Through experimenting with the senses, colors and fusions, she celebrates the thin boundary between common traditional meals and exploring new, undiscovered flavors and pairings between Arabic cooking and Eastern Europe.
In Lebanese cuisine, butter and cream are rarely used in savory dishes. Instead, food is often cooked simply, baked or grilled fresh ingredients, or quickly sautéed in olive oil. Fresh ingredients are the staple of cooking, meaning each season dictates what cuisine will be made during specific times of the year.
Like Spanish tapas, many small, dazzling snack dishes are part of Lebanese dining. Lebanese restaurants and cafes will often serve a wide array of small sides and appetizers that range across a huge variety of flavors, colors, ingredients and spices.
Semi-finalist of the hit TV show Masterchef in Poland in Season 1, Michał runs cooking workshops for adults and children across Poland. He works at the intersection of media, PR and food with a background as a barista, animator, and catering manager.
Italy is his primary source of inspiration, where he visits at least once a year for the last fifteen years, enjoying local people, language and of course, the food.
Aside from the typical fare of meat, potatoes, grain and dairy, wild forest ingredients are abundant and widely gathered in Poland. Jagody (small wild blueberry), wild strawberries (poziomka), mirabelka (mirabelle plum), mushrooms, herbs, and plants for soups are just some of the wild hand-gathered foods unique to the region. Primarily in Summer and Fall, family or school trips will journey into the woods to gather wild ingredients. Some even make living off gathering and selling them in major cities or along major highways.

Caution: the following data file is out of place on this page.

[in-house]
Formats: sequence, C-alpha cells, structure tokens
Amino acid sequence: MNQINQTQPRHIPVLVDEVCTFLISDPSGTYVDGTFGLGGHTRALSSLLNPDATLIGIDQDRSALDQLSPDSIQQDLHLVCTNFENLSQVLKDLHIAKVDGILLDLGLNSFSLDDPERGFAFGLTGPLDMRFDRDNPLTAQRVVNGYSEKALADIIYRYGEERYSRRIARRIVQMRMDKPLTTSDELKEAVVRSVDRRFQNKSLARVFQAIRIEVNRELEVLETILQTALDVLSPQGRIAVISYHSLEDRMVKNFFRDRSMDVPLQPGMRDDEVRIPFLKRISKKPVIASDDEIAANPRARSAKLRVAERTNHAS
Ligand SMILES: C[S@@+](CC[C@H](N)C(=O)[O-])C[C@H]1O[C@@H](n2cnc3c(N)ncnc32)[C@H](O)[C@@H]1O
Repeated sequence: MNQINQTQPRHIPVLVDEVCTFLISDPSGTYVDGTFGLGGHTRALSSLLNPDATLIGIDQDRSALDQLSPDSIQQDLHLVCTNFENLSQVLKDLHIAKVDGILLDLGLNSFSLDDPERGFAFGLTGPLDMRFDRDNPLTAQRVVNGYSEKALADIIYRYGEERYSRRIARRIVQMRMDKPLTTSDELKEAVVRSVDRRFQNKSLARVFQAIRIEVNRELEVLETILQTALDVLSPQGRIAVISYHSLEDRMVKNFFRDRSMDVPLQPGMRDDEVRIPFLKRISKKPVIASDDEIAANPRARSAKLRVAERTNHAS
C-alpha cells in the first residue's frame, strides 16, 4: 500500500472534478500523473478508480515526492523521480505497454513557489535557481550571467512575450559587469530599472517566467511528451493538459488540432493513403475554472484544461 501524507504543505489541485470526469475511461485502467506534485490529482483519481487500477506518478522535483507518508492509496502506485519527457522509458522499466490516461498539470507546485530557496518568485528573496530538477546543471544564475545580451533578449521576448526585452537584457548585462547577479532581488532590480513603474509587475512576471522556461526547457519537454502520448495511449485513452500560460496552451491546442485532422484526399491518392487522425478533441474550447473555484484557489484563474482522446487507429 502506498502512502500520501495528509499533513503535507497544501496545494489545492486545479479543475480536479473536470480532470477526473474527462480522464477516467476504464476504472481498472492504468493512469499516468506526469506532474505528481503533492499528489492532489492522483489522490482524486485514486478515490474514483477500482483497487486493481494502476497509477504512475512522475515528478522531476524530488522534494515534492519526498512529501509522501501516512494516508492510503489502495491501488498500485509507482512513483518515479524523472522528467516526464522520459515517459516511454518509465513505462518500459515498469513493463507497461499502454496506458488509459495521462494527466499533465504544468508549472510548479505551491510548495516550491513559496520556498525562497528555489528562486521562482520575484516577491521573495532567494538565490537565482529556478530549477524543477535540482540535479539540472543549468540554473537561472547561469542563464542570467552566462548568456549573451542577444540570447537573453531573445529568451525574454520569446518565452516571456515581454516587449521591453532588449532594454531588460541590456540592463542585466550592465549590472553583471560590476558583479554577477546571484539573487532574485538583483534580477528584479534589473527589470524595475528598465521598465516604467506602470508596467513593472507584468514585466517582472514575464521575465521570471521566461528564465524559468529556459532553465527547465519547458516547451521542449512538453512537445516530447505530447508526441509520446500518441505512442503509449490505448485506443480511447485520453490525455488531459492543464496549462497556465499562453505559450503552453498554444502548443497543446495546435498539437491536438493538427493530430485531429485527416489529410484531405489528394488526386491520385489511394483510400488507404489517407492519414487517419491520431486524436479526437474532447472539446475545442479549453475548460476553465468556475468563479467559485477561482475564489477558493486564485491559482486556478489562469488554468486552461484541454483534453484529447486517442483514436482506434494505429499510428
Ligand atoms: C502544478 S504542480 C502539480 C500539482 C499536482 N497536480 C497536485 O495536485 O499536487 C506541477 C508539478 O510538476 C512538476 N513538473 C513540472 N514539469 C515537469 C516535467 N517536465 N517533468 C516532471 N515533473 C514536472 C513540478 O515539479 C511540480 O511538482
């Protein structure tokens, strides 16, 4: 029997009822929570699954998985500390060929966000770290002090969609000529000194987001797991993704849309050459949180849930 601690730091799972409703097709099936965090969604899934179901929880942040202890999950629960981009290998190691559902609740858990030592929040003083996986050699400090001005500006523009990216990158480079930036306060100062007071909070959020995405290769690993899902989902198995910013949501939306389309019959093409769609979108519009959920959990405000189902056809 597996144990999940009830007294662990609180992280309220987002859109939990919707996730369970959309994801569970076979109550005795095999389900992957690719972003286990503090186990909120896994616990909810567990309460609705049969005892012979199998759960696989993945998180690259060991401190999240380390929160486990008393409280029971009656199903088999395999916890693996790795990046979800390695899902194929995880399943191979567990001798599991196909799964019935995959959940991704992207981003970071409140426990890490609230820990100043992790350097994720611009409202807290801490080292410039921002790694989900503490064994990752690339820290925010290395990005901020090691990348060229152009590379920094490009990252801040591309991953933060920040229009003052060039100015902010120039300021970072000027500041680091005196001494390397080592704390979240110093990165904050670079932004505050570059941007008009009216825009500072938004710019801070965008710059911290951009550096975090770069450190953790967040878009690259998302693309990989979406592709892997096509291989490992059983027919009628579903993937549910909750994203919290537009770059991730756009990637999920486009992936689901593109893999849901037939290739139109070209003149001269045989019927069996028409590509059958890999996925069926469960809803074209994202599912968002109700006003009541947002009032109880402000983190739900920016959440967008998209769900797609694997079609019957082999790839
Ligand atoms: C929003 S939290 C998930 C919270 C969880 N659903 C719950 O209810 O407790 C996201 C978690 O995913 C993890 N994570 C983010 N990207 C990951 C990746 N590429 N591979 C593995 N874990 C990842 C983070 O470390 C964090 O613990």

Traditional Polish dishes include pierogi (boiled or fried dumplings) stuffed with various fillings in thin, sheeted dough. But there are also sweet versions of Polish pierogi made with fresh seasonal fruit, including strawberries, raspberries or blueberries, topped with sweet cream and sugar dusts.
Co-owner of the Shabu Shabu restaurant in Warsaw, Linh Nguyen has been cooking since the age of 7 and teaching others how to cook traditional Vietnamese dishes. You’ll find her re-creating cuisine with her mother or at a farmer’s market most days.